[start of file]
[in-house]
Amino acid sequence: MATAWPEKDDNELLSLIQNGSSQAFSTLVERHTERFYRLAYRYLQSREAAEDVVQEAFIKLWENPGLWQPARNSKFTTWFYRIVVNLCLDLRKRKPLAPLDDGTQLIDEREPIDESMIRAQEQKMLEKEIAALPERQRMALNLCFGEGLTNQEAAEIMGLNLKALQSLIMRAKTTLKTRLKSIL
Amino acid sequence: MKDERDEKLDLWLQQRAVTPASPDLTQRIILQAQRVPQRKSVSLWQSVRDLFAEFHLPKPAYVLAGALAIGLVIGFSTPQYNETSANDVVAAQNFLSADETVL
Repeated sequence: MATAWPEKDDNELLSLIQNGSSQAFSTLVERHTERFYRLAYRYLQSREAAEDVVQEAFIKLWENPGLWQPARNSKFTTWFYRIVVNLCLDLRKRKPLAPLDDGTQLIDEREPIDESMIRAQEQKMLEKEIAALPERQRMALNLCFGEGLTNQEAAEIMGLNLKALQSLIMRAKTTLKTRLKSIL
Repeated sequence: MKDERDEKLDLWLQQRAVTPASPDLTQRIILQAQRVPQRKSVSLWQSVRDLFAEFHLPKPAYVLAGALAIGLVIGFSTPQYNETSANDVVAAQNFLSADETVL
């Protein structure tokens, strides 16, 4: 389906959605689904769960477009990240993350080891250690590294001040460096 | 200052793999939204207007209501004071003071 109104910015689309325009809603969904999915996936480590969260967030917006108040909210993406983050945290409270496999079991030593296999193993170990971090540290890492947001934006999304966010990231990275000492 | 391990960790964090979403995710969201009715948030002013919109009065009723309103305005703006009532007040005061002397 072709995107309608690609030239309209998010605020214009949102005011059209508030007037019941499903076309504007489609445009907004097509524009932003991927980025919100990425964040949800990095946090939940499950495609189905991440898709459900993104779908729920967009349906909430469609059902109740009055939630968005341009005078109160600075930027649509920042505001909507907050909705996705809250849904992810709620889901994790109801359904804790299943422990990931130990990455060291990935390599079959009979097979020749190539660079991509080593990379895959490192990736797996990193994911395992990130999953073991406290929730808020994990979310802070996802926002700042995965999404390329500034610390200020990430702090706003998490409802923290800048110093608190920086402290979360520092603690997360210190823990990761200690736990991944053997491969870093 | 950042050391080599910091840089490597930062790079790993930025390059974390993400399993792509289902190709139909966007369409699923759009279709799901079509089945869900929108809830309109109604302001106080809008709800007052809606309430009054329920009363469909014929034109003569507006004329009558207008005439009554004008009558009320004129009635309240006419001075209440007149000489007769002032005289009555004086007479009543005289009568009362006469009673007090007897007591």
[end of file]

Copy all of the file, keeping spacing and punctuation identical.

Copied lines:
[in-house]
Amino acid sequence: MATAWPEKDDNELLSLIQNGSSQAFSTLVERHTERFYRLAYRYLQSREAAEDVVQEAFIKLWENPGLWQPARNSKFTTWFYRIVVNLCLDLRKRKPLAPLDDGTQLIDEREPIDESMIRAQEQKMLEKEIAALPERQRMALNLCFGEGLTNQEAAEIMGLNLKALQSLIMRAKTTLKTRLKSIL
Amino acid sequence: MKDERDEKLDLWLQQRAVTPASPDLTQRIILQAQRVPQRKSVSLWQSVRDLFAEFHLPKPAYVLAGALAIGLVIGFSTPQYNETSANDVVAAQNFLSADETVL
Repeated sequence: MATAWPEKDDNELLSLIQNGSSQAFSTLVERHTERFYRLAYRYLQSREAAEDVVQEAFIKLWENPGLWQPARNSKFTTWFYRIVVNLCLDLRKRKPLAPLDDGTQLIDEREPIDESMIRAQEQKMLEKEIAALPERQRMALNLCFGEGLTNQEAAEIMGLNLKALQSLIMRAKTTLKTRLKSIL
Repeated sequence: MKDERDEKLDLWLQQRAVTPASPDLTQRIILQAQRVPQRKSVSLWQSVRDLFAEFHLPKPAYVLAGALAIGLVIGFSTPQYNETSANDVVAAQNFLSADETVL
């Protein structure tokens, strides 16, 4: 389906959605689904769960477009990240993350080891250690590294001040460096 | 200052793999939204207007209501004071003071 109104910015689309325009809603969904999915996936480590969260967030917006108040909210993406983050945290409270496999079991030593296999193993170990971090540290890492947001934006999304966010990231990275000492 | 391990960790964090979403995710969201009715948030002013919109009065009723309103305005703006009532007040005061002397 072709995107309608690609030239309209998010605020214009949102005011059209508030007037019941499903076309504007489609445009907004097509524009932003991927980025919100990425964040949800990095946090939940499950495609189905991440898709459900993104779908729920967009349906909430469609059902109740009055939630968005341009005078109160600075930027649509920042505001909507907050909705996705809250849904992810709620889901994790109801359904804790299943422990990931130990990455060291990935390599079959009979097979020749190539660079991509080593990379895959490192990736797996990193994911395992990130999953073991406290929730808020994990979310802070996802926002700042995965999404390329500034610390200020990430702090706003998490409802923290800048110093608190920086402290979360520092603690997360210190823990990761200690736990991944053997491969870093 | 950042050391080599910091840089490597930062790079790993930025390059974390993400399993792509289902190709139909966007369409699923759009279709799901079509089945869900929108809830309109109604302001106080809008709800007052809606309430009054329920009363469909014929034109003569507006004329009558207008005439009554004008009558009320004129009635309240006419001075209440007149000489007769002032005289009555004086007479009543005289009568009362006469009673007090007897007591």